A Motel 6 in Rhode Island is quietly sending its daily guest list to police, completely unbeknownst to its customers, a report detailed earlier this month.

According to Warwick Mayor Scott Avedisian, local police secured the deal with several of the motel chain’s corporate managers after the company complained about a rash of criminal activity.

Avedisian confirmed the agreement to the Providence Journal after a closed-door meeting with motel executives, Warwick’s police chief and a town administrator.

“We know everyone who is staying in the hotel tonight,” Avedisian remarked.

Upon receiving the list, police will examine the backgrounds of each motel guest in order to check for outstanding warrants, a policy Avedisian deems necessary due to suspected human trafficking in the area.

Multiple motel guests have already been arrested Avedisian said, although details on the alleged crimes have been minimal.

Despite the policy making local headlines, Motel 6 confirmed that guests will not be informed of the new measure. The motel will also raise the renting age to 21 from 18 and begin sharing its list of banned patrons with other locations nationwide.

“If Motel 6 has identified someone who has caused trouble in their location, I think we want to be able to share that with other hotels,” Avedisian said. “So they don’t experience the same type of difficulty.”

Steven Brown, the Rhode Island Affiliate of the American Civil Liberties Union, is calling the move a clear breach of privacy.

“When visitors go to a hotel for the night, they expect to be treated like guests, not potential criminals,” Brown said. “There are many ways to deal with illegal activities at the motel without engaging in such a wholesale invasion of patrons’ privacy.”

In response to the ACLU’s statement, Warwick Police Chief Col. Stephen M. McCartney argued that his department had not demanded the list, but had been offered the list by Motel 6.

“It was pretty clear that [Motel 6] corporate and the general manager had done an in-depth analysis of their business model and said: ‘What are things we can do to attract the right kind of people here and make sure the undesirable, criminal element doesn’t come?’” McCartney said to the Providence Journal.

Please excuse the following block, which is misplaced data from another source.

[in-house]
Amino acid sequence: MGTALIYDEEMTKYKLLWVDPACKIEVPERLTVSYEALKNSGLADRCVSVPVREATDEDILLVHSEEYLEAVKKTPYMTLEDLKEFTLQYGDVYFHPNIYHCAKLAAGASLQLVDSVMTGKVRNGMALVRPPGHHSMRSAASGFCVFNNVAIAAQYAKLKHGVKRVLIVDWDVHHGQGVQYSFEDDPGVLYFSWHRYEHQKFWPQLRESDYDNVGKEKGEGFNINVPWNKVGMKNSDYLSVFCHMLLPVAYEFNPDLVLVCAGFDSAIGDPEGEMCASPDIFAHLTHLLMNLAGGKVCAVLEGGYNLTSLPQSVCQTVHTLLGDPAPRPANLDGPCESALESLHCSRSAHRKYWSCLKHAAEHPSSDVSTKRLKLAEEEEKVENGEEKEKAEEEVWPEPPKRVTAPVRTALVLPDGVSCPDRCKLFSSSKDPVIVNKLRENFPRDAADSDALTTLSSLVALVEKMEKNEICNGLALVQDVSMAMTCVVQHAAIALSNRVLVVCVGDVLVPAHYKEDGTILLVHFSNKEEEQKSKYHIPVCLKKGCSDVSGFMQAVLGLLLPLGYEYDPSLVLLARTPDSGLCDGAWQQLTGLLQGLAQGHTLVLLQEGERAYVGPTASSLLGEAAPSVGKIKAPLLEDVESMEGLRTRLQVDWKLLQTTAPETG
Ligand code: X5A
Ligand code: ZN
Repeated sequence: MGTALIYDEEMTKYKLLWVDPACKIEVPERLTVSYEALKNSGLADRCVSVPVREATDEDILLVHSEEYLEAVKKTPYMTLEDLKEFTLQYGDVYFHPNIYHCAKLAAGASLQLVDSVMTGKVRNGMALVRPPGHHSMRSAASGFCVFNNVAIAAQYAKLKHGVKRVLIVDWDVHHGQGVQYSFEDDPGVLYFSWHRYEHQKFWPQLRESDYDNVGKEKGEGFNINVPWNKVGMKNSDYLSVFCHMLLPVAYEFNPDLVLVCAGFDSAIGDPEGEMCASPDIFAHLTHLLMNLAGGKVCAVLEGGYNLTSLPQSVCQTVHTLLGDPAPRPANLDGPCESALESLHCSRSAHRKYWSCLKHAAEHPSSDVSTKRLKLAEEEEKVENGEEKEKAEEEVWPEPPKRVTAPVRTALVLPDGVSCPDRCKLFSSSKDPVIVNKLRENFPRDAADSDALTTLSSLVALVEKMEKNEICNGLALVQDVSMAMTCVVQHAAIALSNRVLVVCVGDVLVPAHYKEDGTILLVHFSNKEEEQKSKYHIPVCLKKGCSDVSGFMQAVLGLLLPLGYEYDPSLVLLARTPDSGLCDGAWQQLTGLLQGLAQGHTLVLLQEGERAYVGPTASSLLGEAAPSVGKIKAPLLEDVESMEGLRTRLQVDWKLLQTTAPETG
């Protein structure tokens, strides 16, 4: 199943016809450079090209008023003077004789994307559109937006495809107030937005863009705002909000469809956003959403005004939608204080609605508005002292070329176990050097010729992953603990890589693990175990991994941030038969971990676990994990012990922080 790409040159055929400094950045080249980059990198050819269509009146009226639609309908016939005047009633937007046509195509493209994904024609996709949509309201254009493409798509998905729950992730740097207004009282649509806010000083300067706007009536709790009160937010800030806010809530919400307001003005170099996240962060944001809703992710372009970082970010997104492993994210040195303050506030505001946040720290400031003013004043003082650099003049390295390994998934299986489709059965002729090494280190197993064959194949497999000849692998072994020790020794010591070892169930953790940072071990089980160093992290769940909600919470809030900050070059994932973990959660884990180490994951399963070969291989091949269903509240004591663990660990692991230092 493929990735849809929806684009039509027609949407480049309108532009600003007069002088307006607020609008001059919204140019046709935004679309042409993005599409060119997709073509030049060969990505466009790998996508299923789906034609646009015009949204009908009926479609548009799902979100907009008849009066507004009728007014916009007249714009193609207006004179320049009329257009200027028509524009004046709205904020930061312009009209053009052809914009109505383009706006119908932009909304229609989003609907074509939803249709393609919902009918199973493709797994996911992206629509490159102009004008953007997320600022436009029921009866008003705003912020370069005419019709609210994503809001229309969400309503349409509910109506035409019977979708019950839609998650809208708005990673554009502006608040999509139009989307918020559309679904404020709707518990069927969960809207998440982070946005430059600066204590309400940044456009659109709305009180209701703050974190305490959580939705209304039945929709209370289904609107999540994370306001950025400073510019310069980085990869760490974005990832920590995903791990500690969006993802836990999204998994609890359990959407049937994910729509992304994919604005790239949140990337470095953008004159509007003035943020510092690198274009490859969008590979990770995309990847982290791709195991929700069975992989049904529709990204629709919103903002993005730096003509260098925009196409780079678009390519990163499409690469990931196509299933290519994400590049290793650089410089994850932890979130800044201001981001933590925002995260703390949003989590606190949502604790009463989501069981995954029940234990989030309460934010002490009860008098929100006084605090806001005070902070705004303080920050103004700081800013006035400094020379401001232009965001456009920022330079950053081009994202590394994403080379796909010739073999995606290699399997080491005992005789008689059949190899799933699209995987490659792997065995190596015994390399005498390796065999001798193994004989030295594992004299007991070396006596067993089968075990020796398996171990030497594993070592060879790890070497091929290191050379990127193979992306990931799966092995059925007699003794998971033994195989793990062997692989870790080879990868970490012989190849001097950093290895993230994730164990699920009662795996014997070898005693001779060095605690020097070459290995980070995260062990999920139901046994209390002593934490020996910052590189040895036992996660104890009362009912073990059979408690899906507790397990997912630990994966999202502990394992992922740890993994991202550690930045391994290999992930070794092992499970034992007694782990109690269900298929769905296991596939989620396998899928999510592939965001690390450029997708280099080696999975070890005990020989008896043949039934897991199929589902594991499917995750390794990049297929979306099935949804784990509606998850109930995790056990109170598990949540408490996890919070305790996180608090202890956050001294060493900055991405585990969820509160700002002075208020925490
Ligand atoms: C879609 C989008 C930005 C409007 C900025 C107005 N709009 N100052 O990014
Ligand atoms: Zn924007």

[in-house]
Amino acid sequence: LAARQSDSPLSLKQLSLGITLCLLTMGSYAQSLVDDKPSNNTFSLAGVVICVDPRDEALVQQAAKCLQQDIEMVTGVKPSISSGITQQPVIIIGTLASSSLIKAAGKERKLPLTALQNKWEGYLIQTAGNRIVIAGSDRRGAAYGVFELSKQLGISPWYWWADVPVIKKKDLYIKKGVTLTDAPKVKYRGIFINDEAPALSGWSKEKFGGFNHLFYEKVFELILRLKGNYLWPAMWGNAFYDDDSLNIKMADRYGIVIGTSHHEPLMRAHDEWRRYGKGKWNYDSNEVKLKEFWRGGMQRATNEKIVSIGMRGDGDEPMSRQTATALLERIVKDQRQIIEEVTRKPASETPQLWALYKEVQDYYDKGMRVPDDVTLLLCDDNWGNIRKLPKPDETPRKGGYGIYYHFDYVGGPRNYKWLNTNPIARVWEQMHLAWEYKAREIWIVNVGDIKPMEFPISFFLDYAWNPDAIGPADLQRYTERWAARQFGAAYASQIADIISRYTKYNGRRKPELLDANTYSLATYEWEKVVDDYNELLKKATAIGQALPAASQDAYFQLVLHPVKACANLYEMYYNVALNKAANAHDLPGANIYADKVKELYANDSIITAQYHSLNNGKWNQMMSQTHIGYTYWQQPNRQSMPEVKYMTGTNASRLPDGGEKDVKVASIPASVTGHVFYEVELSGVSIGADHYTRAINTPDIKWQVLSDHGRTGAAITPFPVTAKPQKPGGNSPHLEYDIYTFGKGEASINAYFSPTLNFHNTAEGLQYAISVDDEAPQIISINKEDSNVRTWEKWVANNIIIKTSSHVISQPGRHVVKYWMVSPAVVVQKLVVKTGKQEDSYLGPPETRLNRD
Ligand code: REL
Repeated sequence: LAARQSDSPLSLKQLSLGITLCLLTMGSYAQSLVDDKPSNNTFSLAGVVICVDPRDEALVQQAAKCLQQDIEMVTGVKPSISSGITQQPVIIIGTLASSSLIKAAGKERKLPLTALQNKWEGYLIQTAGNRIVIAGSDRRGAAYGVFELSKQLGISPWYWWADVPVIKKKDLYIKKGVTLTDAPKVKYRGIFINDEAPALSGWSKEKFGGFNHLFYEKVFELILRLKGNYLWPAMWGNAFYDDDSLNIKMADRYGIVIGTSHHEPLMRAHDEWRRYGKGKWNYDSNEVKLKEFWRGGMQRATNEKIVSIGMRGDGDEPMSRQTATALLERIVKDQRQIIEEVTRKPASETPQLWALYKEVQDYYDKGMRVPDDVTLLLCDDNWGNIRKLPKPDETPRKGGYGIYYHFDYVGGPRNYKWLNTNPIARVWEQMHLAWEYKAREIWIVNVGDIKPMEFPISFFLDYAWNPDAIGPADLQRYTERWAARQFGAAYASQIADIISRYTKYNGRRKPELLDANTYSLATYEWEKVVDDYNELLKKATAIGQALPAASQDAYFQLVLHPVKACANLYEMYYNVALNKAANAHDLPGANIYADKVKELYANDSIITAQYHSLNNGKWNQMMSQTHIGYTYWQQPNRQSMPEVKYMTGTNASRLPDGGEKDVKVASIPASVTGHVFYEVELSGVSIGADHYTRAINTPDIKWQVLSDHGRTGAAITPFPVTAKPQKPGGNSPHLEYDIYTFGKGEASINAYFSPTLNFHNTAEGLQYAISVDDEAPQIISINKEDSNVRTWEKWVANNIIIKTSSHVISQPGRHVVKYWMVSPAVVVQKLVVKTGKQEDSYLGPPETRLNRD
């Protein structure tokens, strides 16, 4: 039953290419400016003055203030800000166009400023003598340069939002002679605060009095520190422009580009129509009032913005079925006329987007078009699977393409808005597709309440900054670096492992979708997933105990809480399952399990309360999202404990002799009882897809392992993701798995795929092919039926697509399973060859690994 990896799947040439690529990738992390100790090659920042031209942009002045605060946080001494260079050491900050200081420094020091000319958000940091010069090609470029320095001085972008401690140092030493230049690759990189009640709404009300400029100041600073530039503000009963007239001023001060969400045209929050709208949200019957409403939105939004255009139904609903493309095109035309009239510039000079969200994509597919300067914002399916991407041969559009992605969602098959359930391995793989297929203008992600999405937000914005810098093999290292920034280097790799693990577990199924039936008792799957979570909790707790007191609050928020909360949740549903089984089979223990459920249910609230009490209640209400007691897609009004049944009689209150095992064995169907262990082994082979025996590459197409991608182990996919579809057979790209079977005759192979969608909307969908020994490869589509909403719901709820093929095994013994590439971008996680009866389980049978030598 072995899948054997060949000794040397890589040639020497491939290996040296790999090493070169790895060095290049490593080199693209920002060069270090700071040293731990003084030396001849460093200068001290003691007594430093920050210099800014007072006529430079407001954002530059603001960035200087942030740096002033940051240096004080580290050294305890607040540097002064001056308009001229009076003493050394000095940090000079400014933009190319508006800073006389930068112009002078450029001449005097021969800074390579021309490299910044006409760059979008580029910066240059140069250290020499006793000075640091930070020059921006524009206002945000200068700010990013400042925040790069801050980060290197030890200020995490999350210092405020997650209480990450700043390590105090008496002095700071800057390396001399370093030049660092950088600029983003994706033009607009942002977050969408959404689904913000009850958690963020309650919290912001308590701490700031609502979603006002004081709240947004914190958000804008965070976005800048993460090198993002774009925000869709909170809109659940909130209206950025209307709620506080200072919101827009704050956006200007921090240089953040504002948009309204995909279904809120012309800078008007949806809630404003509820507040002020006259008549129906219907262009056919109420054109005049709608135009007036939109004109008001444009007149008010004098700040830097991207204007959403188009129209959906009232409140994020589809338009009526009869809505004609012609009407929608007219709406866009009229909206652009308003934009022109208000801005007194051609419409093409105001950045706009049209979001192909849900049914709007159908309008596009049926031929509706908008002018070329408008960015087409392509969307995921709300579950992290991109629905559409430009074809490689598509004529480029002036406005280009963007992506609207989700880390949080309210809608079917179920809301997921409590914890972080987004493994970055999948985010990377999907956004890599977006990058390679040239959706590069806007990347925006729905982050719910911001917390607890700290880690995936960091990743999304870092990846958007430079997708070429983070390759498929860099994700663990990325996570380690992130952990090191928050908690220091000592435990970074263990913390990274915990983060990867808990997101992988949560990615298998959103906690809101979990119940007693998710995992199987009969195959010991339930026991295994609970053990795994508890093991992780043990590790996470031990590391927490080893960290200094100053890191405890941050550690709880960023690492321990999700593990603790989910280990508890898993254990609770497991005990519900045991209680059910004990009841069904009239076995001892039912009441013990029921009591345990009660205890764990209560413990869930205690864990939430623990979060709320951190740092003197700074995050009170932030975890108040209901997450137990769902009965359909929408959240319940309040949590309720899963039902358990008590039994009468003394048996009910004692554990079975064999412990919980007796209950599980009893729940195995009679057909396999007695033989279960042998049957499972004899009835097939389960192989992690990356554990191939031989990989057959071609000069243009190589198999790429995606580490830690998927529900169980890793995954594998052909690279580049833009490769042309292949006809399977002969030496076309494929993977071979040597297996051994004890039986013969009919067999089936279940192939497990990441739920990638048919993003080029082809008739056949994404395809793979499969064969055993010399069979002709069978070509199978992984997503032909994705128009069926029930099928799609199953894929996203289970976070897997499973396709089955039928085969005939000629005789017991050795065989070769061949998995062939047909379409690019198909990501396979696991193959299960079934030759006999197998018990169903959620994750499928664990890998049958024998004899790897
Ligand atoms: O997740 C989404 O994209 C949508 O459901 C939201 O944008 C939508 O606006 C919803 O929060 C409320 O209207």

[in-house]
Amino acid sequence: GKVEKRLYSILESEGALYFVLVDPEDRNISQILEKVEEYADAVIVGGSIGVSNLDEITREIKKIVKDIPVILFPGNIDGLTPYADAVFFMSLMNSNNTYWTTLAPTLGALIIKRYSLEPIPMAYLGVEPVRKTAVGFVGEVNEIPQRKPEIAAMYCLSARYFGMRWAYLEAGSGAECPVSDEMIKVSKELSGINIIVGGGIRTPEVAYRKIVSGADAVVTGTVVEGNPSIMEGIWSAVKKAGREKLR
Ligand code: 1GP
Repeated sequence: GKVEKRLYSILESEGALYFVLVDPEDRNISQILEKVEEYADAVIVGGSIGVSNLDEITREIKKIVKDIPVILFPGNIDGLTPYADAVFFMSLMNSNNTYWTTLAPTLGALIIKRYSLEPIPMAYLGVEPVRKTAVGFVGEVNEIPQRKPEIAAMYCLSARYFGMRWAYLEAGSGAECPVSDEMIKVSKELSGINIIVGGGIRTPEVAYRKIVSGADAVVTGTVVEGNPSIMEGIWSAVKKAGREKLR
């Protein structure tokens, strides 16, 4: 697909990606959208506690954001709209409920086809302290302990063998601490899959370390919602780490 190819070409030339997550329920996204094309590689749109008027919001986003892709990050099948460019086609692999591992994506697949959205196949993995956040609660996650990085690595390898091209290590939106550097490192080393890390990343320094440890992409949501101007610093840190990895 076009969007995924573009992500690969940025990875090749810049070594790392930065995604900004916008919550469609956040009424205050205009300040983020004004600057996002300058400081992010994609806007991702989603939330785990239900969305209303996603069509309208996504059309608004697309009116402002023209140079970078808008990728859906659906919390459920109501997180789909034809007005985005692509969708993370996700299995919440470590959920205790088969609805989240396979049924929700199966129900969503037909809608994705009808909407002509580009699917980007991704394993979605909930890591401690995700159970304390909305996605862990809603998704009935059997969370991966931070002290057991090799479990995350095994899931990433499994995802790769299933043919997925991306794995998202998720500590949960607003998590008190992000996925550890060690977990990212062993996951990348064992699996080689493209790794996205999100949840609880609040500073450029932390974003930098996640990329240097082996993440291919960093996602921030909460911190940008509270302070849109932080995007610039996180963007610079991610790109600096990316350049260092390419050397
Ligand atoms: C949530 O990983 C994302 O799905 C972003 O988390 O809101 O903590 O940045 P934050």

As noted by Tech Dirt’s Tim Cushing, the Supreme Court is currently debating the legality of law enforcement’s warrantless access to hotel records.

“Motel 6 has just decided to make it worse,” Cushing wrote. “While warrantless access to motel records is being challenged in the Supreme Court, the chain has decided to preemptively strip away any privacy expectations that may result from court rulings and just hand it all over to law enforcement because sometimes criminals stay in motel rooms.”

Whether or not the company’s bottom line will be affected by privacy-conscious detractors remains to be seen.

Update: Motel 6 reached out to Infowars following the article’s publication to provide a statement:

Motel 6 does not have a nationwide corporate policy to regularly share hotel guest information with law enforcement officials. We do, however, work closely with local law enforcement to ensure the safety and security of our guests, our employees, and the communities in which we operate. On occasion, certain Motel 6 properties may assist efforts by local law enforcement officials by providing police with guest information. The decision to provide this information is made after careful consideration and in collaboration with the local authorities.

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